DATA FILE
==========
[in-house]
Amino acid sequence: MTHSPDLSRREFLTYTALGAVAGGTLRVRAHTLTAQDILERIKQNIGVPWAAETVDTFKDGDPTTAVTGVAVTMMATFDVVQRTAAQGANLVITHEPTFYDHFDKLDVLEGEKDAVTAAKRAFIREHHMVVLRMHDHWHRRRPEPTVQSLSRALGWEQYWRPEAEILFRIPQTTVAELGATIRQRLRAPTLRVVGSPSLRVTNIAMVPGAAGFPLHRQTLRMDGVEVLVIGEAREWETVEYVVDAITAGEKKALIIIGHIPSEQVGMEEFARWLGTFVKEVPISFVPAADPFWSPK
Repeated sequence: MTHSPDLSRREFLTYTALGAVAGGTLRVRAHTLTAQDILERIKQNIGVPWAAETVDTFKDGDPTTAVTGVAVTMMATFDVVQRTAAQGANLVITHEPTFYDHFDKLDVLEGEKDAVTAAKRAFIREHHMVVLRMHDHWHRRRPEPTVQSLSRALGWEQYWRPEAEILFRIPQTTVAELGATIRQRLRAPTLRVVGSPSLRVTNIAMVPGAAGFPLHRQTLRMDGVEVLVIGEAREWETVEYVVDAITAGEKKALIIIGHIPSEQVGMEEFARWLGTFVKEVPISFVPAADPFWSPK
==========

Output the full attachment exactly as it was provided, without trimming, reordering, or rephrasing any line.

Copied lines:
[in-house]
Amino acid sequence: MTHSPDLSRREFLTYTALGAVAGGTLRVRAHTLTAQDILERIKQNIGVPWAAETVDTFKDGDPTTAVTGVAVTMMATFDVVQRTAAQGANLVITHEPTFYDHFDKLDVLEGEKDAVTAAKRAFIREHHMVVLRMHDHWHRRRPEPTVQSLSRALGWEQYWRPEAEILFRIPQTTVAELGATIRQRLRAPTLRVVGSPSLRVTNIAMVPGAAGFPLHRQTLRMDGVEVLVIGEAREWETVEYVVDAITAGEKKALIIIGHIPSEQVGMEEFARWLGTFVKEVPISFVPAADPFWSPK
Repeated sequence: MTHSPDLSRREFLTYTALGAVAGGTLRVRAHTLTAQDILERIKQNIGVPWAAETVDTFKDGDPTTAVTGVAVTMMATFDVVQRTAAQGANLVITHEPTFYDHFDKLDVLEGEKDAVTAAKRAFIREHHMVVLRMHDHWHRRRPEPTVQSLSRALGWEQYWRPEAEILFRIPQTTVAELGATIRQRLRAPTLRVVGSPSLRVTNIAMVPGAAGFPLHRQTLRMDGVEVLVIGEAREWETVEYVVDAITAGEKKALIIIGHIPSEQVGMEEFARWLGTFVKEVPISFVPAADPFWSPK